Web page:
Smithsonian Scientist Discovers New Coral Species in Panama
PANAMA CITY – A new species of coral has been discovered growing in the depths of the sea near Coiba Island in the Panamanian Pacific, the Smithsonian Tropical Research Institute, or STRI, said.
The discovery was the work of STRI scientist Hector Guzman, a Venezuelan who found and gathered samples of the coral in the first submersible exploration of Hannibal Bank in Coiba National Park and World Heritage Site, an STRI communique said.
Guzman named the coral Eugorgia siedenburgae as a tribute to Joan S. Siedenburg, an American explorer and long-time friend of the Smithsonian Tropical Research Institute.
“This new species name recognizes Siedenburg’s special interest in deep-sea exploration and her appreciation for marine life,” the scientist said.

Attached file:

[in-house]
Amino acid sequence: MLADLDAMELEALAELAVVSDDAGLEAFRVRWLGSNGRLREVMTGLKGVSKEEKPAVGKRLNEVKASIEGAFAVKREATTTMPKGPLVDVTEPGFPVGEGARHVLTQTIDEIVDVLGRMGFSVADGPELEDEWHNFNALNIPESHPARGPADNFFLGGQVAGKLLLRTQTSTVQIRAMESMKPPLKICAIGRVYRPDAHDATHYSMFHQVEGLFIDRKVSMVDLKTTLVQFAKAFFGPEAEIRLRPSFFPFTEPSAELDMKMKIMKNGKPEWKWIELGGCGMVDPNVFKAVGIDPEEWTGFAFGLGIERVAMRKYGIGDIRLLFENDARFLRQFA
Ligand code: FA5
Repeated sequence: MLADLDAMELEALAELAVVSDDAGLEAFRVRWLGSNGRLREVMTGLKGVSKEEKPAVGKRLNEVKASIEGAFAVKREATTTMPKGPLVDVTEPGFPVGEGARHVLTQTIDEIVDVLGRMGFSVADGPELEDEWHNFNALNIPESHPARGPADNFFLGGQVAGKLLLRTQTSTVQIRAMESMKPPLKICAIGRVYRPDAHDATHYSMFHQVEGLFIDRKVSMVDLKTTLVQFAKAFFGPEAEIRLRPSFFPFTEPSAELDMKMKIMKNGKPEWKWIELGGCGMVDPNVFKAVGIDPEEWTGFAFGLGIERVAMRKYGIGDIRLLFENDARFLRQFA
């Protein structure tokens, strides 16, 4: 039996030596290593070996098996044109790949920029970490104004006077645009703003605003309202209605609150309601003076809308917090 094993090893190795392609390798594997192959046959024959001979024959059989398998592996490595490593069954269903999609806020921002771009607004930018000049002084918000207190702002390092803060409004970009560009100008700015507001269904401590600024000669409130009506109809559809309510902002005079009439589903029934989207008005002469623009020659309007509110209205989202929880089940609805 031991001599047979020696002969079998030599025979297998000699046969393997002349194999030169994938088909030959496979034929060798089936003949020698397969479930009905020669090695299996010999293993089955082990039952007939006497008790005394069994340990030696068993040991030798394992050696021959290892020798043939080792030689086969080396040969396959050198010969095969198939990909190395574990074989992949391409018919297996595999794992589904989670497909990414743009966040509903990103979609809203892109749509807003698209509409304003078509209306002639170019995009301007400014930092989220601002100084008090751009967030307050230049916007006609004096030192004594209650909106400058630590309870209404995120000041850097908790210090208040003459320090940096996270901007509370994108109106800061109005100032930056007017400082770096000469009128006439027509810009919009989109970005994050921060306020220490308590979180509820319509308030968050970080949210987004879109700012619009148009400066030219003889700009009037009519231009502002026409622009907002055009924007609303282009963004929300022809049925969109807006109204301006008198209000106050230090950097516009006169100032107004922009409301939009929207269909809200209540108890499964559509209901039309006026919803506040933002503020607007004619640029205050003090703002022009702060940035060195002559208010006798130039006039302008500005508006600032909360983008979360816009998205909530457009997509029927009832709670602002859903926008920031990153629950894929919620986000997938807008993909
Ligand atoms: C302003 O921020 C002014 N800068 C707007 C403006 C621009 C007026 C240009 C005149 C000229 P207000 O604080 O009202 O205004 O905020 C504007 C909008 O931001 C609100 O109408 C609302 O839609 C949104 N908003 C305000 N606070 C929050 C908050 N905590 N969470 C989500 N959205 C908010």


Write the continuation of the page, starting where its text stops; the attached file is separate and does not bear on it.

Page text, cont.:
During a Smithsonian expedition in March 2012, partly sponsored by Siedenburg, Guzman collected a large sample of the coral from 63 meters (207 feet) deep in the ocean, using a mechanical arm from the DeepSee submersible.
The Eugorgia siedenburgae is a soft, bushy coral that forms bright pink colonies with pale branch-tips and grows on rocks, rubble, coarse sand and mud sediments.
The Panama City-based STRI is a unit of the Smithsonian Institute in Washington and has operated in the Central American country since the mid-20th century.